Growing up, I ate a lot of leftovers. My parents both worked two jobs so it was much more efficient to make a few big meals and then eat leftovers on off nights--especially since I could heat them up myself. Since you can't always eke out a full meal from a single leftover, you often have to combine things or eat separate dishes. My mom referred to this as "Grab 'n' Growl", a term passed down through the generations in my family's unique (read: very bizarre) lexicon, which posits a family as a bunch of Neanderthals scavenging the fridge for food, battling over the best bits. Closer to the truth, perhaps, than we'd like to admit.
With Amy in Budapest, it's officially grab 'n growl week. This is sort of weird, since it's just me, but I feel less lonely if I growl. Since I tend to do most of the cooking, the swingin' bachelor life doesn't necessitate eating cold beans out of cans, scratching my crotch, and drinking whiskey straight from the bottle. I may prowl the house growling, but I can still drink whiskey from a glass. What the bachelor life does invoke, however, is my occasional need to purge the refrigerator of leftovers and about-to-go-bad food. On a small scale, this is best accomplished in a single meal. But with Amy gone--taking her need for delicious, inventive cuisine with her--I'm free to do a major purge, using up everything in strange and sometimes wonderful/sometimes not combinations. In other words, this isn't generally the kind of food I'd foist on other people.
But from the ashes doth arise the phoenix! Behold these Curried Potato Everything Cakes aka Poor Man's Pakora:
These puppies used up mashed potatoes, mushrooms, Brussels sprouts, kale, and a scosh of raw sushi filling, as well as some leftover Chik'n Almond Bake and crushed crackers for the breading. For combining so many different--and somewhat disparate--ingredients, these were actually pretty awesome. The cracker/Chik'n Almond Bake combo was the key.
I enjoyed this with leftover Avocado Wasabi Salad ala Vegan Yum Yum:
Remember that Roasted Poblano Chili? The leftover beans (I still haven't mastered the exact yield of dry beans when you cook them) were a perfect base (along with rice, obviously) for beans and rice.
On Saturday, I made a green Thai curry out of a small smattering of frozen veggies (ack! I know), tofu, and the leftover raw Siamese Dream Soup.
And finally, last night I made a version of Zuppa Toscana, using up the rest of the mashed potatoes; some dilapidated turnips that didn't make it into the Potato, Turnip, & Rosemary Soup; and the unused tempeh (we get it in bulk) from the Smoky Tempeh Hummus Wraps.
That's a lot of food! As I've chiseled away at out leftovers (and this post), it's become clear to me that we both cook and shop for our palettes, not from our resources. Forgive me if I'm stretching here, but this, in a general sense, is one the key problems with the American food industry. You can get as much of anything, from anywhere, at any time, as you want. The variety comes from the store, not from your kitchen and brain.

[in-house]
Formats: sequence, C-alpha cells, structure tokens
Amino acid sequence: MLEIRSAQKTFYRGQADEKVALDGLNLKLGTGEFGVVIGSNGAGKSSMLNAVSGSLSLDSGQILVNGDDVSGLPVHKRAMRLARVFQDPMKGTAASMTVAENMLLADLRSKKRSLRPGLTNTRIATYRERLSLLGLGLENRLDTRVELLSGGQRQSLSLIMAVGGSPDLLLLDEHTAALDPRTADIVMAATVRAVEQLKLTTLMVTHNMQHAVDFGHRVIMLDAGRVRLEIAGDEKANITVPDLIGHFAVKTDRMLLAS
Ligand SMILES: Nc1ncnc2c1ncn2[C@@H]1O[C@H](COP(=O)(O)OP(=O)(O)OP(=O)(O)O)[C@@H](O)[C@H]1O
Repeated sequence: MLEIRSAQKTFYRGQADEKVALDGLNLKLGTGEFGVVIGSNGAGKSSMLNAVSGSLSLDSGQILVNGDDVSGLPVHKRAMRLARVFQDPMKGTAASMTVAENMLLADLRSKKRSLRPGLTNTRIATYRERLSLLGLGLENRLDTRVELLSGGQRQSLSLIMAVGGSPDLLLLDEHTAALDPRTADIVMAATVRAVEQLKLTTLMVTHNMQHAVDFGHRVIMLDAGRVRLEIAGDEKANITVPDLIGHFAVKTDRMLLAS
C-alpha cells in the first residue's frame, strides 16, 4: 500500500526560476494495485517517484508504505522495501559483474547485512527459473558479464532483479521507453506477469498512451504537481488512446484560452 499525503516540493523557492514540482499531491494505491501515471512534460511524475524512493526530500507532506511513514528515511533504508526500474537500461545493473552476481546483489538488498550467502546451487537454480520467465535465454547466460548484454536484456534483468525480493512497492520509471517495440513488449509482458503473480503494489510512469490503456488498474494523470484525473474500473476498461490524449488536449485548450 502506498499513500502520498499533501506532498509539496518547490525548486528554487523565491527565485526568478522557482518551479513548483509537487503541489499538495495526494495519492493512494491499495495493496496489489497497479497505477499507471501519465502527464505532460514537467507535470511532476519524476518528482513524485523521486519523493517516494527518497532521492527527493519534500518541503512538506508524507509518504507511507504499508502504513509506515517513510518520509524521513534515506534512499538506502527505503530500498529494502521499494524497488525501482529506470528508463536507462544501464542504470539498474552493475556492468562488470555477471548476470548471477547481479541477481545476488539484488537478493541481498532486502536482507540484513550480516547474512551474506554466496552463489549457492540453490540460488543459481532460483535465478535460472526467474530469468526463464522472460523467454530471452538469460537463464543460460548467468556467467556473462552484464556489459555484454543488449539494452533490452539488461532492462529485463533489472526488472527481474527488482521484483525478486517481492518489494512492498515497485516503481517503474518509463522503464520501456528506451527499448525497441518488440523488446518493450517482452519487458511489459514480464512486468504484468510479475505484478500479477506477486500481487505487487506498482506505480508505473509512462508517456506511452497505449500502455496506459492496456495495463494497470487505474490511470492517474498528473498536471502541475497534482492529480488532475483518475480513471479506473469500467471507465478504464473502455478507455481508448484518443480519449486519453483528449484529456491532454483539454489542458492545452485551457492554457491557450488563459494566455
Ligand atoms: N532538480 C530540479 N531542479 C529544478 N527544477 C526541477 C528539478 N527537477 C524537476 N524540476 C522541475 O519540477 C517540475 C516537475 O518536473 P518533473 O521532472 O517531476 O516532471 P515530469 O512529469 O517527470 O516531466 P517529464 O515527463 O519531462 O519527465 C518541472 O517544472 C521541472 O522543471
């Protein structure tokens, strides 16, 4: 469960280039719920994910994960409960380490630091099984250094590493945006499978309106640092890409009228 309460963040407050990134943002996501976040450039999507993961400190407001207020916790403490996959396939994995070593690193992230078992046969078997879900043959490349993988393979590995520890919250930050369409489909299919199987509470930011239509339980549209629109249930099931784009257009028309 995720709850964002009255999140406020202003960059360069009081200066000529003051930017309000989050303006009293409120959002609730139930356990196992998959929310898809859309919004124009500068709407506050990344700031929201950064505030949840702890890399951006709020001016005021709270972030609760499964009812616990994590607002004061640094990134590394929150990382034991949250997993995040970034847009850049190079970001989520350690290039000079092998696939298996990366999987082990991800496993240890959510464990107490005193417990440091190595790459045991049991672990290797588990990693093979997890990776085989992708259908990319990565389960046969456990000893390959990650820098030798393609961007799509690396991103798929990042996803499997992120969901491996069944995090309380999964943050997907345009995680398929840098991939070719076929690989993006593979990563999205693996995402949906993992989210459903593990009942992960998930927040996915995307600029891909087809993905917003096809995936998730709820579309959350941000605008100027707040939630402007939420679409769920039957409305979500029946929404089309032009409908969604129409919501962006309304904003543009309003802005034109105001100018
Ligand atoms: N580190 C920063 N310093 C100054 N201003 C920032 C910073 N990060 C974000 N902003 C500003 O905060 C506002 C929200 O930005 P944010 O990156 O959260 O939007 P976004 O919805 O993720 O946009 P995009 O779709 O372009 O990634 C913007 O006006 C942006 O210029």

Equally problematic is the amount of time between trips to the grocery store. Like most Americans, we tend to go once a week, if that. We task ourselves with predicting what our future selves will want to eat--based on what? How can we know what we'll want to eat 3 days from now? This means that as the week wears on, we become less satisfied with our choices and less likely to cook with what we bought. Scanning our half-full fridge, nothing looks good. So we either (a) settle on something merely "acceptable" or (b) give up completely and go out for dinner. I'm not against going out to eat, but I think it should be a deliberate choice--because you want to, not because you need to. But (a) is a bit of a crapshoot; on nights when I'm feeling creative, it's a fun challenge and usually turns out pretty tasty. On off nights, it's a burden and "edible" suffices.
One solution to this is to shop more frequently and buy less. This also helps ensure the freshness of your food. The other solution, I'm afraid to say, may be getting comfortable with "pretty good" some of the time. Maybe it's been a good week for culinary creativity, but I feel like I've eaten pretty well with nary a thought of hitting up the grocery store (okay...that's not entirely true...when I ran out of soy sauce, I felt a ripple of panic). This may owe, in part, to the very fact that I've used up almost everything in the fridge; my choices have dwindled as the week wore on. While some choice is certainly good, a lot of choice, it turns out, is actually rather bad (think about your occasional trip to an all-vegan restaurant--it's almost paralyzing; you're not accustomed to so many choices). The problem with too many choices is our tendency to weigh any single choice against the combined best parts of all the other choices. While this doesn't actually change how good any single choice is, it does change how satisfied we feel.
So my final thought, in this lazy cognitive meandering, is that our enjoyment of our food is often based on our frame of reference. Given my limited options, what I came up with seemed really good--as soon as I'd eliminated the other possibilities. This is the fulcrum on which "leftovers" become "leftover surprise".